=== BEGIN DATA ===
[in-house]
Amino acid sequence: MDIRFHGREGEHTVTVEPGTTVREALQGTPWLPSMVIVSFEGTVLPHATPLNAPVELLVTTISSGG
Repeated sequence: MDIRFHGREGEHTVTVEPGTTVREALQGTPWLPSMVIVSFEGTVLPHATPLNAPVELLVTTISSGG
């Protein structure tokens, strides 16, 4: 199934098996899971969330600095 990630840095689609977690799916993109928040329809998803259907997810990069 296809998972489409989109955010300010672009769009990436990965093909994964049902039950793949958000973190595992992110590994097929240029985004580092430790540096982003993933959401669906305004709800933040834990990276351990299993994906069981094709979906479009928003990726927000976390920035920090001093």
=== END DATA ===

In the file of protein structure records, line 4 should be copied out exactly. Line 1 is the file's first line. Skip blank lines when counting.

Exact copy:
């Protein structure tokens, strides 16, 4: 199934098996899971969330600095 990630840095689609977690799916993109928040329809998803259907997810990069 296809998972489409989109955010300010672009769009990436990965093909994964049902039950793949958000973190595992992110590994097929240029985004580092430790540096982003993933959401669906305004709800933040834990990276351990299993994906069981094709979906479009928003990726927000976390920035920090001093």